The flexibility shown by the previous system is why I believe it is best to leave the determination of retirement ages to market forces rather than to the blunt instrument of legislation. Competition would create pressure for organizations to extend the employment of valuable employees who reached their "normal" retirement age. Actual ages of retirement did vary even among companies and other employers in the same industry, and certainly between industries and occupations. The system prior to the federal legislation on mandatory retirement was working well, and was adapting to the growing health and mental capacities of older persons. Posner agrees that it would be far better to eliminate this law than to introduce a competency test to evaluate whether professors and many others are capable of performing at a sufficiently high level.
Unfortunately, competition does not operate directly for judges and senior civil servants. In an earlier posting on this blog I argued that given the absence of competitive forces, it would be better to have fixed terms for Supreme Court Justices and perhaps other federal judges rather than the lifetime tenure guaranteed by the Constitution. Of course, to implement fixed terms would require a constitutional amendment, an unlikely development in the foreseeable future. A competency test for older judges would probably be better than the present system since there is no way now to get rid of senile or otherwise incapacitated judges.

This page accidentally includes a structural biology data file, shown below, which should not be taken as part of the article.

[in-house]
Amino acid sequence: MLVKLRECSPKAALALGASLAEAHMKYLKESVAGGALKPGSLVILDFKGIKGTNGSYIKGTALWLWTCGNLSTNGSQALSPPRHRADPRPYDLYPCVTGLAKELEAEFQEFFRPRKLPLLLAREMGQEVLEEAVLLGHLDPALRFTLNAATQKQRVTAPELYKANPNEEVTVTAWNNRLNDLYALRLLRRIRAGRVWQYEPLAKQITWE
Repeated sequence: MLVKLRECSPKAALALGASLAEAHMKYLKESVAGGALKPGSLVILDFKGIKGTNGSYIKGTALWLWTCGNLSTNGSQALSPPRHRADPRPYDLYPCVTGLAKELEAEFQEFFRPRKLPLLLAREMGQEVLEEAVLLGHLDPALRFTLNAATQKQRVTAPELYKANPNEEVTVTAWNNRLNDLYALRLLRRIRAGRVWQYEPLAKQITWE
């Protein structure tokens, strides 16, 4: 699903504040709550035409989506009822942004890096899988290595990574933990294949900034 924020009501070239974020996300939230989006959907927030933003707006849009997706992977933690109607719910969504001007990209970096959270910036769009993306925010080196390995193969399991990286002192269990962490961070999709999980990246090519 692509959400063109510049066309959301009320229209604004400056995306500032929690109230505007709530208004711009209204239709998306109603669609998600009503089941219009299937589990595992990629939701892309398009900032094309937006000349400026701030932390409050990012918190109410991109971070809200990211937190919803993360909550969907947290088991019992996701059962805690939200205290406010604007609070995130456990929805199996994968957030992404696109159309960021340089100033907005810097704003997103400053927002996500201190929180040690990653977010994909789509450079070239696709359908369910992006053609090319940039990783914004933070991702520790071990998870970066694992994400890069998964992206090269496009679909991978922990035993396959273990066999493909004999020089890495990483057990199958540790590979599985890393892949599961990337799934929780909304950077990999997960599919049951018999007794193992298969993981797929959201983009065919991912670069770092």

But I am not confident that it would be easy to implement a satisfactory test to determine whether judges or professors or others could continue on. Such a test is technically feasible, but whatever its merits or weaknesses, it is very likely in the present litigious environment to induce an enormous number of lawsuits by judges and professors. Many of those judged to be incompetent by a test would protest that the test is unfair, and they are likely to gain a sympathetic hearing if they are forced into retirement as a result of test scores. The SAT test is subject to growing criticism, and that would be nothing compared to the objections to tests that declare professors or judges to be incompetent, even though they have successfully presided, or taught, for decades.